Current means of generating infrared photons using nonlinear optical (NLO) crystals suffers from a scarcity of suitable and easily accessible high performing materials. This collaborative project investigates a new class of materials with exceptional second harmonic generation (SHG) properties functioning in the infrared region of the electromagnetic spectrum. Systematic synthesis, purification and crystal growth efforts are proposed for a broad set of very promising low-dimensional materials with the goal to obtain high purity single crystals. The crystals will then be used to carry out a full set of linear and nonlinear measurements and fundamental studies to understand their structure/properties relationships, and in particular how structure dimensionality affects SHG. The project addresses key questions such as i) how does very SHG arise in such materials given their particular low-dimensional crystal structures, ii) how can we grow large single crystals with exceptionally high optical purity and low laser damage threshold for full NLO characterization, iii) what determines a good balance between high SHG performance and high laser damage threshold. Materials will be grown using the Bridgman method as well as flux and vapor transport techniques. The deliverables would be a deeper understanding of the NLO property/crystal structure relationship, more powerful materials design principles, new high performance materials in single crystal form (ready to be taken to the next level of development), and students trained in NLO materials chemistry/optical science. Public benefit: Success in this project should allow more powerful tunable, narrowband lasers, enabled by the proposed NLO materials, which could lead to better capabilities in sensing of hazardous materials such as chemical warfare agents, biohazards and pollutants important to national security, environmental monitoring and in safer industrial process controls. Also positively impacted could be advances in laser-based minimally invasive medical surgery and direct imaging of biological structures in tissues and disease states.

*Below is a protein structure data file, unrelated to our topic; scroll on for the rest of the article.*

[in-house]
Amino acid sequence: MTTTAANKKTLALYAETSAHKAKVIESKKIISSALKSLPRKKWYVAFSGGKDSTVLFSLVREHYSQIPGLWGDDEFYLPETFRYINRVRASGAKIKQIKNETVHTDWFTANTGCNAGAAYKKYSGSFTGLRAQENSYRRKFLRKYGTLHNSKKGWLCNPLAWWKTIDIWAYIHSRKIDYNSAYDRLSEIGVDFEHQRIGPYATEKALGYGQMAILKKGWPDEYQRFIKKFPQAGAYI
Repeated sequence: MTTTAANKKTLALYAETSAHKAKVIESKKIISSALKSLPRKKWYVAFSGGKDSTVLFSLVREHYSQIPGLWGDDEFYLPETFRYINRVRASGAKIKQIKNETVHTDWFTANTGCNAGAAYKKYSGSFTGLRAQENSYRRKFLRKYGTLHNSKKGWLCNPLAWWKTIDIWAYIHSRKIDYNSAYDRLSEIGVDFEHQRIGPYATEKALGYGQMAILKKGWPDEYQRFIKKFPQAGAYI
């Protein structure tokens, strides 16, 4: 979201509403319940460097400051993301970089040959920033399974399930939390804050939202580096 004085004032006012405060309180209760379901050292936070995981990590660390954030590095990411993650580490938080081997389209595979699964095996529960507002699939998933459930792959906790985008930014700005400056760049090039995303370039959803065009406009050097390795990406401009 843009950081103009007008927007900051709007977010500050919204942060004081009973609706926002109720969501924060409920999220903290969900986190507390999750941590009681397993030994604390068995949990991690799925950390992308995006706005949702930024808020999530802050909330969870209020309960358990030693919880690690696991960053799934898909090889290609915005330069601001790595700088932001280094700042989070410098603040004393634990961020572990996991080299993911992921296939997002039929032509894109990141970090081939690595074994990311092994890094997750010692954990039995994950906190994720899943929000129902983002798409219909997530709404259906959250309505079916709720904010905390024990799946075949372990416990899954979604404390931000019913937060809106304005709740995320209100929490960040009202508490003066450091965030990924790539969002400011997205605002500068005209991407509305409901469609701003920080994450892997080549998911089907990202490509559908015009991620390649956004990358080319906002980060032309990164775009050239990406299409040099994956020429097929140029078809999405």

|Effective start/end date||8/1/19 → 7/31/22|
- Air Force Office of Scientific Research (FA9550-19-1-0243-P00002)
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